Caribbean youth harness power of geo-mapping

By Evelyn Rupert and Kathy McClure

January 17, 2018

Bank, nail salon, veterinary clinic, police station, hardware store, soup kitchen: A team of young people walk through the streets of Soufrière, Saint Lucia, collecting information on the town’s landmarks and building up a map of their community.

Using an app on their phones, these asset mappers are gathering data on “assets” in Soufrière – community centers, businesses, public spaces, organizations, even locations with free Wi-Fi – that are resources for the town. The group was introduced to asset mapping through the U.S. Agency for International Development’s Community, Family and Youth Resilience program, which is implemented by Creative Associates International.

Nehia, 17, an asset mapper from Soufrière, Saint Lucia. Photos by Kathy McClure.

They will upload the data they collect onto Open Street Map – an open, crowd-sourced mapping platform. Where large mapping services like Google and Bing might have just a fraction of the full picture of this small town, these youth can create a map of their own communities from the ground level.

Asset mapper Nehia, 17, says she signed up to keep her busy and learn something new as she searches for a job after finishing high school. As a group supervisor, Nehia’s participation in the mapping gave her a unique chance to practice leadership skills and teamwork to get the job done.

And now that the mapping is complete, Nehia has a much fuller picture of the potential employers and resources that could help connect her to a job.

“I want to see more youth employed in Soufrière, and for myself I plan to use the information that I was able to collect to start in my own job search,” she says. “Most of us are finished school and starting to look for jobs or opportunities for training, and this will help a lot.”

Using data to prevent crime and violence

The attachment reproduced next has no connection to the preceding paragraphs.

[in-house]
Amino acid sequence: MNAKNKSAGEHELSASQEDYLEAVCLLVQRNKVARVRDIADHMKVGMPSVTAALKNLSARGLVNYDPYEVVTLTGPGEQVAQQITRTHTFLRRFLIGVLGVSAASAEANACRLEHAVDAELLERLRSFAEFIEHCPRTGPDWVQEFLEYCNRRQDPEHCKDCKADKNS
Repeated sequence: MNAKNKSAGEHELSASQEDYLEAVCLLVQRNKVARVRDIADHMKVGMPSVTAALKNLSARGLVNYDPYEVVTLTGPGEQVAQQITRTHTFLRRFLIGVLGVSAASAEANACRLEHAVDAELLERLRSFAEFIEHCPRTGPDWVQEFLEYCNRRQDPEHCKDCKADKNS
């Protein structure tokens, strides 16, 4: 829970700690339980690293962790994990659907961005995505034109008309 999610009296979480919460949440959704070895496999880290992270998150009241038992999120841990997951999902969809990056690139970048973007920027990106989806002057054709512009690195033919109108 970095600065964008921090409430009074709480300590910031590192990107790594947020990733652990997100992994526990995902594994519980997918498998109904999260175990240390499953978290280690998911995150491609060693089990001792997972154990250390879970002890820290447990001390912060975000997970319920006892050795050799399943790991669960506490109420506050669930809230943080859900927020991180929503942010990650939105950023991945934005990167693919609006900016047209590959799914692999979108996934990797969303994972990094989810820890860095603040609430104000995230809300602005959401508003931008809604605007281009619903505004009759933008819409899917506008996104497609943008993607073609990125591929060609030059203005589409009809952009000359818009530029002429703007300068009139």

Youth collect info about assets in their communities using an app called Vespucci and Open Street Map.

Operating in 15 target communities across Saint Lucia, Saint Kitts and Nevis and Guyana, the Community, Family and Youth Resilience program works to prevent crime and violence by supporting family networks, communities, service providers and government agencies to implement successful approaches to reduce crime and violence and increase opportunities for highly vulnerable youth.

Mapping these communities not only highlights existing positive resources, but also raises awareness about what is lacking, like vital social services, law enforcement or employment opportunities. They also reveal areas where crime and violence crop up. And as asset mappers collect data about where crime and violence primarily occur, the maps will pinpoint “hotspot” locations that can be prioritized by the community and program.

Program Chief of Party Debra Wahlberg says this information is a valuable resource that provides baseline data and a guide to the communities that can inform future interventions to promote security.

“Communities will be able to use the maps to design and implement activities to build on the positive assets within the community and also implement activities to address the hotspot locations,” Wahlberg says. “This will have a positive impact on reducing levels of crime and violence, making it safer for the entire community.”

For example, the asset mappers’ observations and data will feed into project-established Community Enhancement Committees, which will work at a local level to make recommendations and implement violence prevention initiatives. The information will help these committees prioritize problem areas and inform their decisions.